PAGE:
* This is Part Two of a four-part series, Venturing Educational Campaign, exploring the basics of the Venturing program.
Part One – Basics of Venturing: Introduction & Purpose
Part Three – Venturing: Awards & Influence
Part Four – Venturing: Personal Experience & How To Join
PLACE IN SCOUTING:
Since its inception 22 years ago, Venturing has served as a place for older Scouts to pursue a large variety of activities. Although not easily defined, Venturing’s purpose is to provide positive experiences to its participants – to enable each Venturer to lead their adventure as they mature and enter adulthood.
In addition to the ALPS Model, the older-youth program has another aspect that sets it apart: its fluidity.
Venturing is designed and implemented by and for its participants. Venturers are the leaders, and they are the ones who dictate the course of their journey.
There are adult advisors and guiding principles that support each Venturer, enabling each of them to take ownership of their experience. The underlying tone of Venturing is that it is youth-led and youth-inspired.
* For more in-depth information, watch the accompanying podcast below.
Crew members work together to identify their interests and then structure the program around their collective wants and desires. Whether they choose to go backpacking, provide community service, play board games, focus on advancement – or any other activity – Venturers will choose the path that pertains to their hobbies and passions.
Although it’s not linear compared to other programs in the Boy Scouts of America, Venturing is a fantastic place to try new things and make new friends. Venturers can participate in Scouting until they turn 21, which allows them to continue developing their skills as they enter adulthood.
Venturing’s combination of Scouting values and flexibility creates an environment without limit. A Venturing Crew’s options are infinite, and their journeys together are rich.
Because of the different programs and subgroups in the Boy Scouts of America, there can be some confusion regarding the correct terminology of the Venturing program.
Participants of the Venturing program are called “Venturers,” not “Venture Scouts.”
In the past, high-adventure, older scout patrols within Scouts BSA Troops were commonly referred to as “Venture Patrols,” which has been confused with Venturing. Not only are participants of the Venturing program separate from Scouts BSA, but the word “Venture” is not used.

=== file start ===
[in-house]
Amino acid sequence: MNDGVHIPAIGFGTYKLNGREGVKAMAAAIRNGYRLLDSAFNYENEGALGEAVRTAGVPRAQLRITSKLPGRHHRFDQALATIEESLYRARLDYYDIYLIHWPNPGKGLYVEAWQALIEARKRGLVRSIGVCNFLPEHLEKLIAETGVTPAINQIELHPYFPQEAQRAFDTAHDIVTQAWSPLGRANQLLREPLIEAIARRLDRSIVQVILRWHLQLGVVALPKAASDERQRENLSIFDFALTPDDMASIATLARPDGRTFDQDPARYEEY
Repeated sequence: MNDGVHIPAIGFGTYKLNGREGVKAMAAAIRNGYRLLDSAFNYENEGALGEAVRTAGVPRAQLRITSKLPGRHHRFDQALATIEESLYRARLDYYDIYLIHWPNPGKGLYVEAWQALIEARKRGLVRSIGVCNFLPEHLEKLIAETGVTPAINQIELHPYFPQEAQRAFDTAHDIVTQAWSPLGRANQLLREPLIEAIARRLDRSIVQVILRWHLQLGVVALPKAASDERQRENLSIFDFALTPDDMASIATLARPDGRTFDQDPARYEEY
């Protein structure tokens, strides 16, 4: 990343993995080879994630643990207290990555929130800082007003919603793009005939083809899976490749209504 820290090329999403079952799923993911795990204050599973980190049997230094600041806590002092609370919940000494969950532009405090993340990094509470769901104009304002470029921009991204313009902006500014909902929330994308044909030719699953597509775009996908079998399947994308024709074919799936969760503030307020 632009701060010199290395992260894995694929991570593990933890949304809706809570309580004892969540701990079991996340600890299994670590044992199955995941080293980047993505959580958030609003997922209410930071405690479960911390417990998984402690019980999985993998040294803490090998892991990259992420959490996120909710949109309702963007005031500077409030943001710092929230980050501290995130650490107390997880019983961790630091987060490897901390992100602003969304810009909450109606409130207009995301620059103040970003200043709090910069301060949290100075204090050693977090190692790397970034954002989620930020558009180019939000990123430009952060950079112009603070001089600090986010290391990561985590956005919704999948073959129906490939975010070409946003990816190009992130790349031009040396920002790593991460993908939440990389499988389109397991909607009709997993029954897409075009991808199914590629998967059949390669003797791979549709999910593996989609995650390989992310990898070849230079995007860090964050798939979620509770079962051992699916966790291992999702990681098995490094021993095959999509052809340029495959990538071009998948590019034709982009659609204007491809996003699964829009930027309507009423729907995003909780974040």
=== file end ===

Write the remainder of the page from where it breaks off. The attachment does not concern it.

Since Venturers have their own program, they also have their own units. A unit is called a “Venturing Crew,” not “Venture Crew” or “Venture Troop.” Venturing is a co-ed program – and has been since beginning in 1998 – but unlike Scouts BSA and Cub Scouts, the units can be co-ed, too.
In Venturing, an individual over 21 is called a “Venturing Advisor,” not “Venture Advisor” or “Venturing Leader.” Since Venturing is youth-led and youth-inspired, adults are not the leaders.
There is no official uniform in the Venturing program, as Venturing Crews have the liberty to choose their uniform because of the program’s inherent flexibility. The recommended uniform, though, consists of a green shirt, gray pants, and gray socks.
A great way to remember the correct terminology for Venturing is by using “Venturing” to refer to program aspects. For example: Venturing Crew, Venturing uniform, and Venturing training. Whereas participants are referred to as “Venturers.”
Overall, the Venturing program differs from the others spanning from its branding to its focus. But despite those differences, Venturers are Scouts. They make the Scout sign and salute with three fingers and live by the Scout Oath and Law in their daily lives.
– Article by: Dylan Notturno
Stay tuned for Parts Three and Four of the Venturing Educational Campaign articles and podcasts.
Interested in Venturing? To learn more about joining or creating a Crew, contact the Montana Council VOA President, [email protected].
Do not wait. Start leading the adventure.